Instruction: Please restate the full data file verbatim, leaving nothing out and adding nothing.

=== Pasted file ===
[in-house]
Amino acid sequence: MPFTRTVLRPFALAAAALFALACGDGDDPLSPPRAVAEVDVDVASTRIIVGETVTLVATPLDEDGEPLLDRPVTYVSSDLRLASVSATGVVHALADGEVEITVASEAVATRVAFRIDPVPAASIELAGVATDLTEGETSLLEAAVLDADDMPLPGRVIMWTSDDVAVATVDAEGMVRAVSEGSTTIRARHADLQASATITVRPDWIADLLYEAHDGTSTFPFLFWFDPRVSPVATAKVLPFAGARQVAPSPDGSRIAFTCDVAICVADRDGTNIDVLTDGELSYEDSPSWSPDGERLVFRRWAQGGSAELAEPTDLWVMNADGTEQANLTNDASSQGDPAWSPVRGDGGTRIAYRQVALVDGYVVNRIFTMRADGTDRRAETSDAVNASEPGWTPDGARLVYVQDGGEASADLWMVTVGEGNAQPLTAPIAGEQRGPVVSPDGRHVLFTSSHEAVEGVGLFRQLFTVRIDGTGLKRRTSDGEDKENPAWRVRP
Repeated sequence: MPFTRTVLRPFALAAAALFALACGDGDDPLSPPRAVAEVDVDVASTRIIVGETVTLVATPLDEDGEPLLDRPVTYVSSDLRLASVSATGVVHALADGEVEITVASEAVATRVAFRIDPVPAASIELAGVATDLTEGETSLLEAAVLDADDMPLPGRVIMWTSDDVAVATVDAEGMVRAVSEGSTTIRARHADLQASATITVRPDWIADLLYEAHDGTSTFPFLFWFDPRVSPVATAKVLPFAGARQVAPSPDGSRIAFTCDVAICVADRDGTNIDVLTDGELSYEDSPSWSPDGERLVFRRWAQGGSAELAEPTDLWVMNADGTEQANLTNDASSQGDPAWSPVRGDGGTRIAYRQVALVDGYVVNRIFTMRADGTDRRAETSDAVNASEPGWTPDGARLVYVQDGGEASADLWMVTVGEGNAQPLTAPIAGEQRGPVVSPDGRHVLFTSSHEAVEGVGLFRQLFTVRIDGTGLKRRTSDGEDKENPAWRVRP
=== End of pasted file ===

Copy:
[in-house]
Amino acid sequence: MPFTRTVLRPFALAAAALFALACGDGDDPLSPPRAVAEVDVDVASTRIIVGETVTLVATPLDEDGEPLLDRPVTYVSSDLRLASVSATGVVHALADGEVEITVASEAVATRVAFRIDPVPAASIELAGVATDLTEGETSLLEAAVLDADDMPLPGRVIMWTSDDVAVATVDAEGMVRAVSEGSTTIRARHADLQASATITVRPDWIADLLYEAHDGTSTFPFLFWFDPRVSPVATAKVLPFAGARQVAPSPDGSRIAFTCDVAICVADRDGTNIDVLTDGELSYEDSPSWSPDGERLVFRRWAQGGSAELAEPTDLWVMNADGTEQANLTNDASSQGDPAWSPVRGDGGTRIAYRQVALVDGYVVNRIFTMRADGTDRRAETSDAVNASEPGWTPDGARLVYVQDGGEASADLWMVTVGEGNAQPLTAPIAGEQRGPVVSPDGRHVLFTSSHEAVEGVGLFRQLFTVRIDGTGLKRRTSDGEDKENPAWRVRP
Repeated sequence: MPFTRTVLRPFALAAAALFALACGDGDDPLSPPRAVAEVDVDVASTRIIVGETVTLVATPLDEDGEPLLDRPVTYVSSDLRLASVSATGVVHALADGEVEITVASEAVATRVAFRIDPVPAASIELAGVATDLTEGETSLLEAAVLDADDMPLPGRVIMWTSDDVAVATVDAEGMVRAVSEGSTTIRARHADLQASATITVRPDWIADLLYEAHDGTSTFPFLFWFDPRVSPVATAKVLPFAGARQVAPSPDGSRIAFTCDVAICVADRDGTNIDVLTDGELSYEDSPSWSPDGERLVFRRWAQGGSAELAEPTDLWVMNADGTEQANLTNDASSQGDPAWSPVRGDGGTRIAYRQVALVDGYVVNRIFTMRADGTDRRAETSDAVNASEPGWTPDGARLVYVQDGGEASADLWMVTVGEGNAQPLTAPIAGEQRGPVVSPDGRHVLFTSSHEAVEGVGLFRQLFTVRIDGTGLKRRTSDGEDKENPAWRVRP